Open Source Biohackers + Night Vision

April 7, 2015 - BIT Magazine Science fiction's Riddick franchise introduces audiences to a convict/fugitive with super human abilities, including among other things, the ability to see in the dark.  During the first movie, Pitch Black, Riddick explains to a teenager stranded on a desolate planet with him how he ended up with this night vision.

Jack: Where the hell can I get eyes like that?Riddick: Gotta kill a few people.Jack: 'Ok, I can do it.Riddick: Then you got to get sent to a slam, where they tell you you'll never see daylight again. You dig up a doctor, and you pay him 20 menthol Kools to do a surgical shine job on your eyeballs.
While no one is sure whether Riddick was telling the truth or not, he suggests he received this special ability via a surgical procedure.

Today, if one wants to see in the dark, they need either thermal imaging systems or passive image intensifiers (or, of course, a flashlight). But a biohacking group in California may be onto another option, introducing a chemical into the eye that temporarily increases its ability to see in the dark.

In a published open source study titled A Review on Night Enhancement Eyedrops Using Chlorin e6, Chlorin e6, a substance found in many deep sea creatures enabling them to find their way in the dark abyss, is introduced into human eyes conferring upon them with the ability to see in the dark. Their ability to recognize people and symbols at a distance between 25-50 meters was vastly imporoved, with accuracy ranging as high as 100% compared to 33% for test subjects who did not receive the treatment.  Eyesight returned to normal the next day, and 20 days after the experiment, no ill effects have been noticed.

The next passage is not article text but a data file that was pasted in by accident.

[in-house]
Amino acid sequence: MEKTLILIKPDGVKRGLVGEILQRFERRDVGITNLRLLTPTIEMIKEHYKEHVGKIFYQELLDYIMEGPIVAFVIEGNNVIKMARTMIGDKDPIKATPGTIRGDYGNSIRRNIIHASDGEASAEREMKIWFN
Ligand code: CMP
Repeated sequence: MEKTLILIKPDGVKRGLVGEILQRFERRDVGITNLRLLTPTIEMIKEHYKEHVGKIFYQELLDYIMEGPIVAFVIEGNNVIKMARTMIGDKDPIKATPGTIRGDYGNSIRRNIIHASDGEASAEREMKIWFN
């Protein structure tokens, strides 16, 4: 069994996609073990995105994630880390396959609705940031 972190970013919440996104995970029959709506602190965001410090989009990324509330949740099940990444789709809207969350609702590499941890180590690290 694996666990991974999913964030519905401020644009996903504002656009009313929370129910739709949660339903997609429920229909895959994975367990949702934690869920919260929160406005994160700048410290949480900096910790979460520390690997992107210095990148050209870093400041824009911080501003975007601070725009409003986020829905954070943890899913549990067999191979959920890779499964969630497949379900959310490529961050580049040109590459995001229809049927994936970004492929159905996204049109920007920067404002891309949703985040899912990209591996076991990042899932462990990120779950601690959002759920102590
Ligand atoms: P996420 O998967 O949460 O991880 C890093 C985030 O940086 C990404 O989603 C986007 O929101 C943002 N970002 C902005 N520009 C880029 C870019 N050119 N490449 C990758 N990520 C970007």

Upon Biohacking's Cutting Edge 

Tests like this can be incredibly dangerous for those who do not undertake the proper precautions, research, and preparations before conducting them. However, understanding the risks and undertaking them, while not appealing to everyone, is in fact how many of the medical breakthroughs we take for granted today have been achieved.

Like test pilots and other dangerous occupations, professionals who take the time to properly prepare experiments operate within the conditions of controlled risk, and form the foundation of a very necessary, adventurous segment of the population. As biohacking and synthetic biology continues to increase in accessibility, the need for such groups who possess both the knowledge and courage to conduct such experiments will increase as well.

The comment section under the published report, on the group's website Science for the Masses (SfM) included comments from professionals in various fields offering their perspective. Even comments critical of the experiment raised ideas either for SfM or readers who might otherwise not have thought of them.

This openness, while absent in corporate, university, and government R&D, helps raise awareness of risks and redundancy for all others working on similar or related projects. In the future, as the biohacking community tackles increasingly complex and important research, this openness will pay off in dividends.

The Pink Army Cooperative, named so after the pink ribbons associated with the battle against cancer, seeks a similar open source, collaborative, decentralized research and development model for personalized treatments not unlike gene therapy already successfully treating otherwise doomed patients with leukemia. While we still have a way to go before biohackers are curing cancer in their local labs, what SfM is doing, and what Pink Army Cooperative has proposed to do, gives us a viable roadmap and foundation to build on in creating this promising future.

BIT Magazine is a tech magazine "for the rest of us." Follow us on Twitter here or on Facebook here.
3DClass370         Ad_370